Company from Munich
Household appliances manufacturer

Project Information:
Topic | Smart Home App for the Fitbit Smartwatch Technology | TypeScript / JavaScript


At the beginning of 2019 our customer tasked us with an exciting project: Let's create a Smart Home App for Fitbit smartwatches! The goal: Users can monitor and control their household appliances such as coffee machines, washing machines or ovens from their wrist. Six weeks later we were proud too see it launch.


To allow customers to interact with their home appliances we use the official Home Connect API. So we rely on an active internet connection on the users mobile phone, from which we forward the data to the watch. Any actions of the user would take the other way around.

Because of the equal complexity of front- and backend development in app development, these two parts are treated separately in the following.

Backend Solution

Development Infrastructure is Key
The Fitbit CLI can create a nice skeleton app locally and also supports building the app locally and run it directly on the device or in the simulator. So we were decoupled from the Web IDE and ready to go with our individual setups. Another aspect that helped us, is the SDK’s support to code not only in JavaScript but also in TypeScript without any additional build setup.

There is a simulator available from Fitbit to run the apps locally without the need for a device. It is a nice helper, especially because the cycles for building and deploying an application to the watch takes some time.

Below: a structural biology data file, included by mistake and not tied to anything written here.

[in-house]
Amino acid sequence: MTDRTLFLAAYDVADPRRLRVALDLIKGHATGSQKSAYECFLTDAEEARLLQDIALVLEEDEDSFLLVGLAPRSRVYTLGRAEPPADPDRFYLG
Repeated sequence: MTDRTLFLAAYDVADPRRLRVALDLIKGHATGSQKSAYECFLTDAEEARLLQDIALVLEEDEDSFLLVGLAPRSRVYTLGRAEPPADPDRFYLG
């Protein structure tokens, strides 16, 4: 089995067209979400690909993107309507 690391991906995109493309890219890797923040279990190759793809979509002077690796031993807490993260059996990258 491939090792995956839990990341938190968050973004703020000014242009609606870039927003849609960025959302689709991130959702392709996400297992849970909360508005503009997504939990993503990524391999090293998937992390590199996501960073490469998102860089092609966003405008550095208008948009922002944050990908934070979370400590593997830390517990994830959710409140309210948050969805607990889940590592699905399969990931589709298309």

Frontend Solution

It seems quite trivial at first, but due to the low resolution of 348x250 pixels for the Fitbit Ionic, respectively 300x300 pixels for the Fitbit Versa (Lite), compared to a big screen you have to rethink a bit. So in our example you don’t have a menu or a list for the selection of your home appliances, but you simply swipe to the right or left.

The UI library comes with a lot of helpful pre-defined widgets and also includes animation support. Nonetheless we had to manually animate elements as well. For example we manually draw a rectangle as progressbar for every second because the interpolation of the animations might cause some jitter otherwise. Also in this case we didn’t notice any performance hits.

While SVG from other application areas is better known from single icons and animations, Fitbit describes the complete UI in SVG .gui files. With the help of the app logic written in JavaScript (or in our case TypeScript), you can interact with the UI, more precisely with the HTML DOM objects.

Unfortunately this has its pitfalls - namely the dynamic generation of content. Existing SVG elements can be changed, but no new ones can be added. In our example with the home appliances this was a real problem, because we display a variable number of home appliances - depending on how many the user has paired. Our workaround for this was to create a maximum number of home appliances as SVG elements, hide them by default and then enable them for each paired appliance using JavaScript.


The handling of the Smart Home devices has thus been considerably simplified. Who hasn't always wanted to control the oven, coffee machine or washing machine with their clock?